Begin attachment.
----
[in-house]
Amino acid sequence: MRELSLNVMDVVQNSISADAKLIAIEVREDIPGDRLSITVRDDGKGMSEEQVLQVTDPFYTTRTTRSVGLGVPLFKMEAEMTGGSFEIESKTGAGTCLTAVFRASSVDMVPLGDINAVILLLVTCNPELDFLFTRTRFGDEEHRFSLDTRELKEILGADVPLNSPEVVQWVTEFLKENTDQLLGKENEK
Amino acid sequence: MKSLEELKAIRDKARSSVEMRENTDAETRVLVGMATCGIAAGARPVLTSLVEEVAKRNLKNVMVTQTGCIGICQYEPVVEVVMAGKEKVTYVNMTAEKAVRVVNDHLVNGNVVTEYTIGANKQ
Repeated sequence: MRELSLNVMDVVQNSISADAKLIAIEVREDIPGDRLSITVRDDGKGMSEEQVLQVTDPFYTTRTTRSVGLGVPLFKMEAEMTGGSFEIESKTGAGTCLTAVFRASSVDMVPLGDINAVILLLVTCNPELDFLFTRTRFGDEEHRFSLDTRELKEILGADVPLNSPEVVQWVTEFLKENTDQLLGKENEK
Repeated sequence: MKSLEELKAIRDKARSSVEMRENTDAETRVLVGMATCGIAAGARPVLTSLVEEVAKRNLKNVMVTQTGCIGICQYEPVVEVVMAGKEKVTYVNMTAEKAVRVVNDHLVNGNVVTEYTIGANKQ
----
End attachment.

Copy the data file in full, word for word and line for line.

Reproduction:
[in-house]
Amino acid sequence: MRELSLNVMDVVQNSISADAKLIAIEVREDIPGDRLSITVRDDGKGMSEEQVLQVTDPFYTTRTTRSVGLGVPLFKMEAEMTGGSFEIESKTGAGTCLTAVFRASSVDMVPLGDINAVILLLVTCNPELDFLFTRTRFGDEEHRFSLDTRELKEILGADVPLNSPEVVQWVTEFLKENTDQLLGKENEK
Amino acid sequence: MKSLEELKAIRDKARSSVEMRENTDAETRVLVGMATCGIAAGARPVLTSLVEEVAKRNLKNVMVTQTGCIGICQYEPVVEVVMAGKEKVTYVNMTAEKAVRVVNDHLVNGNVVTEYTIGANKQ
Repeated sequence: MRELSLNVMDVVQNSISADAKLIAIEVREDIPGDRLSITVRDDGKGMSEEQVLQVTDPFYTTRTTRSVGLGVPLFKMEAEMTGGSFEIESKTGAGTCLTAVFRASSVDMVPLGDINAVILLLVTCNPELDFLFTRTRFGDEEHRFSLDTRELKEILGADVPLNSPEVVQWVTEFLKENTDQLLGKENEK
Repeated sequence: MKSLEELKAIRDKARSSVEMRENTDAETRVLVGMATCGIAAGARPVLTSLVEEVAKRNLKNVMVTQTGCIGICQYEPVVEVVMAGKEKVTYVNMTAEKAVRVVNDHLVNGNVVTEYTIGANKQ